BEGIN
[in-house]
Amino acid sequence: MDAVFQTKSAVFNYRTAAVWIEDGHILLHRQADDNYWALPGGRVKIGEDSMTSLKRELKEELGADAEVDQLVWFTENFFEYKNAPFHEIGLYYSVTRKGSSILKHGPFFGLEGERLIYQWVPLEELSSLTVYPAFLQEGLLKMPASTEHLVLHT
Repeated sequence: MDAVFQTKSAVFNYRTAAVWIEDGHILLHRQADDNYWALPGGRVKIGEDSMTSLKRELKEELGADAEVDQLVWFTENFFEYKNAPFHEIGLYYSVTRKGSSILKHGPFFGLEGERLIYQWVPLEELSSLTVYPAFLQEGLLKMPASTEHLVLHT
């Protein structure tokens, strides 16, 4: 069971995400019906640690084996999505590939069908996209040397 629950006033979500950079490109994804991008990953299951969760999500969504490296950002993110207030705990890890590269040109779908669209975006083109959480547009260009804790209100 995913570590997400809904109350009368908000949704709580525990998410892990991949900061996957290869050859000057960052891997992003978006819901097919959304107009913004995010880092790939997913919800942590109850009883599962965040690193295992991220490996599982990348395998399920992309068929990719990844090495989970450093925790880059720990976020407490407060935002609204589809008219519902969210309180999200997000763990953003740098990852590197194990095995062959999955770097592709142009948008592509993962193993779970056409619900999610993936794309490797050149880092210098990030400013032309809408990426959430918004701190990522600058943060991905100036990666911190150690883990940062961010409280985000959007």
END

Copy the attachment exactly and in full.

[in-house]
Amino acid sequence: MDAVFQTKSAVFNYRTAAVWIEDGHILLHRQADDNYWALPGGRVKIGEDSMTSLKRELKEELGADAEVDQLVWFTENFFEYKNAPFHEIGLYYSVTRKGSSILKHGPFFGLEGERLIYQWVPLEELSSLTVYPAFLQEGLLKMPASTEHLVLHT
Repeated sequence: MDAVFQTKSAVFNYRTAAVWIEDGHILLHRQADDNYWALPGGRVKIGEDSMTSLKRELKEELGADAEVDQLVWFTENFFEYKNAPFHEIGLYYSVTRKGSSILKHGPFFGLEGERLIYQWVPLEELSSLTVYPAFLQEGLLKMPASTEHLVLHT
């Protein structure tokens, strides 16, 4: 069971995400019906640690084996999505590939069908996209040397 629950006033979500950079490109994804991008990953299951969760999500969504490296950002993110207030705990890890590269040109779908669209975006083109959480547009260009804790209100 995913570590997400809904109350009368908000949704709580525990998410892990991949900061996957290869050859000057960052891997992003978006819901097919959304107009913004995010880092790939997913919800942590109850009883599962965040690193295992991220490996599982990348395998399920992309068929990719990844090495989970450093925790880059720990976020407490407060935002609204589809008219519902969210309180999200997000763990953003740098990852590197194990095995062959999955770097592709142009948008592509993962193993779970056409619900999610993936794309490797050149880092210098990030400013032309809408990426959430918004701190990522600058943060991905100036990666911190150690883990940062961010409280985000959007």